WEDNESDAY, Nov. 27, 2019 (HealthDay News) — From 1968 to 2017, there was a decrease in object-related aspiration deaths in children and adolescents, according to a research letter published in the Nov. 26 issue of the Journal of the American Medical Association.

John D. Cramer, M.D., from the Wayne State University School of Medicine in Detroit, and colleagues examined deaths caused by object-related aspiration in the National Vital Statistics System for children and adolescents aged 0 to 17 years. Deaths were examined beginning in 1968 through 2017.

The researchers identified 20,629 object-related aspiration deaths. From 1968 to 2017, there was a decrease in object-related aspiration deaths from 1.02 to 0.25 per 100,000 children. The annual percentage change was −2.0, −6.1, and −2.5 percent in 1968 to 1990, 1990 to 2003, and 2003 to 2017, respectively. The annual percentage change for children younger than 3 years was −2.8 percent in 1968 to 1991, −8.4 percent in 1991 to 1999, and −2.4 percent in 1999 to 2017. Mortality was stable in 1968 to 1976 in children ages 3 years or older and then decreased thereafter (annual percentage change, −2.1 percent in 1976 to 1992; −4.5 percent in 1992 to 2017).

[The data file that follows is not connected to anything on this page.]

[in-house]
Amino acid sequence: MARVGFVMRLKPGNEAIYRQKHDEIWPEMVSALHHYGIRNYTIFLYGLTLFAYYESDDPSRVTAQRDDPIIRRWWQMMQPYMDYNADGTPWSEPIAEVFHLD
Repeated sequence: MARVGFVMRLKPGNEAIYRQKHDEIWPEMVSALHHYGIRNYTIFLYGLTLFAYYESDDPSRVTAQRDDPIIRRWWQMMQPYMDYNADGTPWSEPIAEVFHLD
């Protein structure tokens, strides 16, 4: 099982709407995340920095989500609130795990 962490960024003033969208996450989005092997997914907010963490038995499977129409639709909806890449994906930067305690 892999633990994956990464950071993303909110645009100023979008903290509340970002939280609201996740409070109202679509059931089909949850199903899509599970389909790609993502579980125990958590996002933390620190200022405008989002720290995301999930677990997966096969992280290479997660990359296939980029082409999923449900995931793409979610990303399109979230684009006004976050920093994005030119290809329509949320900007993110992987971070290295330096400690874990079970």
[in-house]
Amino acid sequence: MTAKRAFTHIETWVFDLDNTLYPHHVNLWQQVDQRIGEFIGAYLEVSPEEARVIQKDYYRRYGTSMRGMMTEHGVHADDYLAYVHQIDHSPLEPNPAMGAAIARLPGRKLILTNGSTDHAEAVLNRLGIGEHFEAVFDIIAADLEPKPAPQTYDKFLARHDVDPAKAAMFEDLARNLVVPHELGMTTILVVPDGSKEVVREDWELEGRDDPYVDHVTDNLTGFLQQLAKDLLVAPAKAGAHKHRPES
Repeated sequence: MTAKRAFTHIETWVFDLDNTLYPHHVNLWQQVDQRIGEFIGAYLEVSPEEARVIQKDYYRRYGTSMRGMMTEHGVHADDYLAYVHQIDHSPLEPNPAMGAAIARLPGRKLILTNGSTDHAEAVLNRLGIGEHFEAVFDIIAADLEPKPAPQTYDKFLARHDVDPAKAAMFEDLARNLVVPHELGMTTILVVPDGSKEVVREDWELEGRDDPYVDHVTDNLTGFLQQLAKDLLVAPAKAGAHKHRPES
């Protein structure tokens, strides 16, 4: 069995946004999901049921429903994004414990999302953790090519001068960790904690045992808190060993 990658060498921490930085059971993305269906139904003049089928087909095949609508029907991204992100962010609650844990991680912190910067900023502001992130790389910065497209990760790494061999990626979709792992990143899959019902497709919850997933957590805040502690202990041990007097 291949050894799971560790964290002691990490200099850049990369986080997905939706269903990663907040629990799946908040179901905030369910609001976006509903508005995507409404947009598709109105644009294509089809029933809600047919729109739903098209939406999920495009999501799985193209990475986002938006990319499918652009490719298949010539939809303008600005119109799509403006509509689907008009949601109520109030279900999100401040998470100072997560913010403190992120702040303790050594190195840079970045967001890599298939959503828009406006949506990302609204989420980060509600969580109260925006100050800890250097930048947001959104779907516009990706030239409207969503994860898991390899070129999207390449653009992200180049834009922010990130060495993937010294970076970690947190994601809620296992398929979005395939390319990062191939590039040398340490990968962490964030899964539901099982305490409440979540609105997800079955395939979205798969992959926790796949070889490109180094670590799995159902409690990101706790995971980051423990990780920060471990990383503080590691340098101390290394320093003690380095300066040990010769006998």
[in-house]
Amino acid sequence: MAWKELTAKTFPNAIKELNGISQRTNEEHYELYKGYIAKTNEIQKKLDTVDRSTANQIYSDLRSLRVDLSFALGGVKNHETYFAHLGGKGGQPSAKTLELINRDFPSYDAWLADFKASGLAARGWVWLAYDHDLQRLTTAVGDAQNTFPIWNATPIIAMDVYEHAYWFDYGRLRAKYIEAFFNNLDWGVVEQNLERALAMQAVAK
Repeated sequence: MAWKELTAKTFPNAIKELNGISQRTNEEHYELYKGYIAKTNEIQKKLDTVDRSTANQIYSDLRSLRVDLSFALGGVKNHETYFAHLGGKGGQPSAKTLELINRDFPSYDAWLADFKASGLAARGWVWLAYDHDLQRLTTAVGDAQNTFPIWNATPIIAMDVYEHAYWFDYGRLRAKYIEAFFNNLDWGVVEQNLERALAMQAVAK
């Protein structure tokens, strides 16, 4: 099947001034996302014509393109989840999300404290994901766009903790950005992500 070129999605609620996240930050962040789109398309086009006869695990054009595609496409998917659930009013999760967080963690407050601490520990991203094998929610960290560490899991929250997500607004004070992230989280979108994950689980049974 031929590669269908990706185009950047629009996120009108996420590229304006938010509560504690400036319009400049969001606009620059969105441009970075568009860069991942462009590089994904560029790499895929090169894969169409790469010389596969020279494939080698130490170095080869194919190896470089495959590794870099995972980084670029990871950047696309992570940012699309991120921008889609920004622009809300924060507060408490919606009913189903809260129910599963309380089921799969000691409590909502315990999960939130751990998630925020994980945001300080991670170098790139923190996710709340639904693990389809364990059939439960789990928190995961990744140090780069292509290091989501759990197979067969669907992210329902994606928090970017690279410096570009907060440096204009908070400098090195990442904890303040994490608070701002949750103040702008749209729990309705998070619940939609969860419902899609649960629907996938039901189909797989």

“Although object-related aspiration deaths among children and adolescents have declined, 184 children died of this cause in 2017,” the authors write. “Additional prevention strategies should be considered.”

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